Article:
After nearly a decade of implementation of the small-scale mining law, the small-scale mining sector appears to be largely unregulated. This is evidenced by the increasing operations of illegal miners and the growing destruction of the environment. Using the case study technique, the study adopted the qualitative approach to contextually analyze the implementation of small-scale mining laws in the Bekwai Municipality.
Based on the data collected, the study concludes that small-scale mining has existed for 75 years in Bekwai, and it is most prevalent at Koniyaw—a community in the Bekwai Municipality. The study revealed that small-scale mining has both merits and demerits. Regarding the merits, the study concludes that small-scale mining is beneficial to households in the Municipality as it provides ready market for foodstuffs that are sold to miners; it enables some students to save money to pay their school fees, and it further provides employment to the majority of youth with low skills. However, children are not allowed to engage in this practice. In addition, small-scale mining in the Bekwai Municipality employs unsophisticated tools such as hammer, pick axe, and chisel in their operations.
In terms of challenges to the implementation of the small-scale mining law, the inadequacy of financial and human resources for the implementation agencies is a significant drawback to the implementation of small-scale mining laws. Also, the lack of cooperation on the part of both actors and landowners obstructs the smooth implementation of small-scale mining laws. Again, small-scale mining has negatively affected farming activities in the Municipality. The able-bodied young men who could have engaged in farming rather choose to undertake small-scale mining. The indiscriminate activities of illegal miners have also led to the pollution of other streams and rivers. Small-scale mining activities have culminated in teenage pregnancy as the miners with their quick-acquired income are able to woo the helpless young ladies.
For small-scale mining laws to be effectively implemented, the study makes the following recommendations.
The government should be committed to supporting the Bekwai Municipality with the needed financial and human resources to successfully implement the small-scale mining law in the Municipality. The funds that are needed for the implementation can also be supported by the internally generated funds from the Municipality. More so, there is the need for the agencies responsible for implementation to engage the local people by sensitizing them on the need to regularize small-scale mining and control the negative effects. As a measure of building the employment capacities of the youth in the Municipality, a career and skill development center should be established to train unemployed youth and prepare them for the future.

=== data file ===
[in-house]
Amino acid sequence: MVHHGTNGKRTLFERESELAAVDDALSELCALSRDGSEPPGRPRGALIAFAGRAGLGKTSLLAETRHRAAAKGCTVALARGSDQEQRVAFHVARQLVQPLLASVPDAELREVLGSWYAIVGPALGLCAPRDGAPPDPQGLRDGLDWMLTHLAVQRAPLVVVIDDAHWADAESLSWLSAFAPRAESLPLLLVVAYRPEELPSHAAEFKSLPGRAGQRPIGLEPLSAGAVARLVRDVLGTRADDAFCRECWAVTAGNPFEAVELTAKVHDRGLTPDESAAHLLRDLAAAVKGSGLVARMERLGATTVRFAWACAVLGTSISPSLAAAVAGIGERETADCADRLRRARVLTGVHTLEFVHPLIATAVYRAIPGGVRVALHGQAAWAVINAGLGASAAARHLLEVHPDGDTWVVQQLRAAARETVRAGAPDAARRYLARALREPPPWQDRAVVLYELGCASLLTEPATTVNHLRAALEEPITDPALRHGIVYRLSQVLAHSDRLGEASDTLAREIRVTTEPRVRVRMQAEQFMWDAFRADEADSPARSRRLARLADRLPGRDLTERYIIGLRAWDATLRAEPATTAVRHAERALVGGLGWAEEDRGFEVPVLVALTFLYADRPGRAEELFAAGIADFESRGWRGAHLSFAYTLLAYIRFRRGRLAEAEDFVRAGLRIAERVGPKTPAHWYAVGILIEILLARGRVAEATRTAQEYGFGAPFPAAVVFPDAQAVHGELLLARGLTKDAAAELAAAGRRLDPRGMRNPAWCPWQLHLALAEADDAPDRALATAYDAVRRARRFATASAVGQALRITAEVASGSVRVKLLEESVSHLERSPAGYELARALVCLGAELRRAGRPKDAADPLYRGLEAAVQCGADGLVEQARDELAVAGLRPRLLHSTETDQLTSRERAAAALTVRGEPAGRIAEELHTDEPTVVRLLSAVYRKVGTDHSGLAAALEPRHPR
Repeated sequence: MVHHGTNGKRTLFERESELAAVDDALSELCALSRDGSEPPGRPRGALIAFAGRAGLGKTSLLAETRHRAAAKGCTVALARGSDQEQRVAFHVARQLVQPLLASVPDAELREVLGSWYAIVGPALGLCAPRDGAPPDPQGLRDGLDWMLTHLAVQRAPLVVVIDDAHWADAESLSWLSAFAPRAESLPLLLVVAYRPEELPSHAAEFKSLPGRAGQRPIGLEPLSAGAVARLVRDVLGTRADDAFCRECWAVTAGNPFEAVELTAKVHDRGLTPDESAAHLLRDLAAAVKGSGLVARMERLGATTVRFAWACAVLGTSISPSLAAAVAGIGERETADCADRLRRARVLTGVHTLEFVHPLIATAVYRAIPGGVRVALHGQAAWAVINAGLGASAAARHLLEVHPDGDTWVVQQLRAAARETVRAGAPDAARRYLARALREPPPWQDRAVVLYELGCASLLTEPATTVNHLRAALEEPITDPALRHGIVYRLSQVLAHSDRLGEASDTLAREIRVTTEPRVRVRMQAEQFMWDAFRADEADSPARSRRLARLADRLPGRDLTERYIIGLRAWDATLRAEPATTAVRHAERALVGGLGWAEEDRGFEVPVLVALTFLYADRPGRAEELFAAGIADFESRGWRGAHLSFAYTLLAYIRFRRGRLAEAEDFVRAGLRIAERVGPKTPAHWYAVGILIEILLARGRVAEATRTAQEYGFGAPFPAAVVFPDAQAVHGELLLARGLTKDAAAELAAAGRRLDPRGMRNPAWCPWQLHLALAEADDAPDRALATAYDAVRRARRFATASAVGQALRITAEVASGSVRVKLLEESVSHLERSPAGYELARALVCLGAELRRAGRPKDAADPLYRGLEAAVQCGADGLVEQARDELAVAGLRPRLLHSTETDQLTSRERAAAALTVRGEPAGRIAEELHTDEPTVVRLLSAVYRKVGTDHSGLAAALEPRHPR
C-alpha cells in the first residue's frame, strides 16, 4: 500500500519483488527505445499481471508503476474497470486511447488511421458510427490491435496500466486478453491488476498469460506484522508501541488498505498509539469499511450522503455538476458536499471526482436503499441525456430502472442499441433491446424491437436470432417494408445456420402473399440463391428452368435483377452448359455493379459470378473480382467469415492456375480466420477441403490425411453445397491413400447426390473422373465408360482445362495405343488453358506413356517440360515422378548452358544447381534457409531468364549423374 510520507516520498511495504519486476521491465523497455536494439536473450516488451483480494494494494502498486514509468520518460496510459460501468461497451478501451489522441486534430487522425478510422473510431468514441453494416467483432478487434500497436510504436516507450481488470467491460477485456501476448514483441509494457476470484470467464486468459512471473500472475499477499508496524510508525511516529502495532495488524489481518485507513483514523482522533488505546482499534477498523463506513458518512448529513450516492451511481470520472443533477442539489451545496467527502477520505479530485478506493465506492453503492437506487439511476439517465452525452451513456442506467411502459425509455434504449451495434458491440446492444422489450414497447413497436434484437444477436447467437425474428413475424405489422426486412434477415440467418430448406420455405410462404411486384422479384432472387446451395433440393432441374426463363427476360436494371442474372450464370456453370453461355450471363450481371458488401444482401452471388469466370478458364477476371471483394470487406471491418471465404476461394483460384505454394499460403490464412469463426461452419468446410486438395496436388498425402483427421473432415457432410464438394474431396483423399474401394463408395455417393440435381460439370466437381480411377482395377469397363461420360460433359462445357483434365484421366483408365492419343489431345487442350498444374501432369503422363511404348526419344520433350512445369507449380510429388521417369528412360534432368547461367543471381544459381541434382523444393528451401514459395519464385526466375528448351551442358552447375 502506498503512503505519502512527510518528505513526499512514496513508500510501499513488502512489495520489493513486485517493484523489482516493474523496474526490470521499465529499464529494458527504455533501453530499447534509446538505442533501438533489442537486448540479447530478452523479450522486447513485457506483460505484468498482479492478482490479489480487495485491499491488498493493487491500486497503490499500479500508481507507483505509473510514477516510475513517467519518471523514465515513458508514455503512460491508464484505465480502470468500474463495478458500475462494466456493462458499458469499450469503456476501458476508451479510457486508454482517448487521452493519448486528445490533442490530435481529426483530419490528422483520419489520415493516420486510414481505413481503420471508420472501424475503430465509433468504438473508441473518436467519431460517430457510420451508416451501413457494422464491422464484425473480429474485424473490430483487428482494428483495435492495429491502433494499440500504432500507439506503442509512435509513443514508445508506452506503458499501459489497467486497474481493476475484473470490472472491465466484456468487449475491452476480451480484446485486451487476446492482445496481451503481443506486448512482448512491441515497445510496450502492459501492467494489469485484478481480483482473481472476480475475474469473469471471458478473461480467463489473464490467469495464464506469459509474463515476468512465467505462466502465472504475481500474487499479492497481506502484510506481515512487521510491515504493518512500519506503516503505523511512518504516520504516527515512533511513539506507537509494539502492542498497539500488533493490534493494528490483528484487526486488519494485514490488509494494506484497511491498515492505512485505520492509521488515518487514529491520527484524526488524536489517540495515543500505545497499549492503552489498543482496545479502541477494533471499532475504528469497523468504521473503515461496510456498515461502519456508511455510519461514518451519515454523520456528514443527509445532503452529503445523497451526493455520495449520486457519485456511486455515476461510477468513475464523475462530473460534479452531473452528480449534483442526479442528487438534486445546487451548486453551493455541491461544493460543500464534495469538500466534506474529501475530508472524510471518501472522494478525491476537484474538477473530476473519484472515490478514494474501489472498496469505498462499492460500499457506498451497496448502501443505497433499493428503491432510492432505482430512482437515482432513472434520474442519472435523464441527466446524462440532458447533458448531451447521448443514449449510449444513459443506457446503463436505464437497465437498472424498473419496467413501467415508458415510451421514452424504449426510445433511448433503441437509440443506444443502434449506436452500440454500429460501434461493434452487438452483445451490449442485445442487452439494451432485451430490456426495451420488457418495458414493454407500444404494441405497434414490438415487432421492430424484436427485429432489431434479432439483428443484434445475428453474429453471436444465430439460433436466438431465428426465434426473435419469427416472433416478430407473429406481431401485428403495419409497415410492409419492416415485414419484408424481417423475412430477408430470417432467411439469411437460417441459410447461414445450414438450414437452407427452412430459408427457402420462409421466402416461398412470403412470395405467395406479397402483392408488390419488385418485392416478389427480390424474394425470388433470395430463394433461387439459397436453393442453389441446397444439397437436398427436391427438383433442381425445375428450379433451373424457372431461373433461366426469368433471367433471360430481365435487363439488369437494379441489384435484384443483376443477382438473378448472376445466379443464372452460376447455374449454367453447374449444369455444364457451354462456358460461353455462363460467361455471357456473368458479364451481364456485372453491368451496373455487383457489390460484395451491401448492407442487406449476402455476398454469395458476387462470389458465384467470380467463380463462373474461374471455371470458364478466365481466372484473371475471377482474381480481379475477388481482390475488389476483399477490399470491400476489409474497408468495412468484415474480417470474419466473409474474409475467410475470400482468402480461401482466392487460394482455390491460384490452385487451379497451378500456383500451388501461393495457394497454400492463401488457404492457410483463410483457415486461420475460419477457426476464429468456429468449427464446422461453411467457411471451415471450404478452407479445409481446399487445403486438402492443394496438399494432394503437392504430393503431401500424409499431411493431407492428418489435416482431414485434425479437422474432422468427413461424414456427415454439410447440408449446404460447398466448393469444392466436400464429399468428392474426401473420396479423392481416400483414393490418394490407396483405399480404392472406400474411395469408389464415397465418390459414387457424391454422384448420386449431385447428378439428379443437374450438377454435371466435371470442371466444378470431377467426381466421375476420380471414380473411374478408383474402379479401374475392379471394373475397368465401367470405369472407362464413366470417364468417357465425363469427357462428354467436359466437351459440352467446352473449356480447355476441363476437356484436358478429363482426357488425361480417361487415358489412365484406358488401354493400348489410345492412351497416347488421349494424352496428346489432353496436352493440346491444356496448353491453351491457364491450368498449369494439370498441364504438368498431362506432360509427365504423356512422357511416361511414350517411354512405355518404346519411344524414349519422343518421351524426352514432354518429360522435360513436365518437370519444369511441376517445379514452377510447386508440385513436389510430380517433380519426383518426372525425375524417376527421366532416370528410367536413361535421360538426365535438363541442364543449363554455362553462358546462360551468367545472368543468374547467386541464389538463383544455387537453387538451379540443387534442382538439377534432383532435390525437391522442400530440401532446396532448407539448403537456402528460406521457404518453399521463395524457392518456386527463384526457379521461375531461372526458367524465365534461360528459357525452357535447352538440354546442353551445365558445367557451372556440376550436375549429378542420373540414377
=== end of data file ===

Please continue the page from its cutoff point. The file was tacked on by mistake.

The authors are thankful to the participants for providing the data used in this study; they also express their gratitude to colleagues for the critical comments on the initial drafts of this article.
Declaration of Conflict of Interest The author(s) declared no potential conflicts of interest with respect to the research, authorship, and/or publication of this article.
Funding The author(s) disclosed receipt of the following financial support for the research and/or authorship of this article: This work was supported by the University of Ghana Business School.
- © The Author(s) 2016
This article is distributed under the terms of the Creative Commons Attribution 3.0 License (http://www.creativecommons.org/licenses/by/3.0/) which permits any use, reproduction and distribution of the work without further permission provided the original work is attributed as specified on the SAGE and Open Access page (https://us.sagepub.com/en-us/nam/open-access-at-sage).
Kwame Asamoah is a senior lecturer in the Department of Public Administration and Health Services Management, University of Ghana Business School. His research areas include public policy implementation, public sector productivity, and diversity management in the civil service.
Alex Osei-Kojo is assistant lecturer in the Department of Public Administration and Health Services Management, University of Ghana Business School. His research interests include natural resource management, public policy implementation, and public management.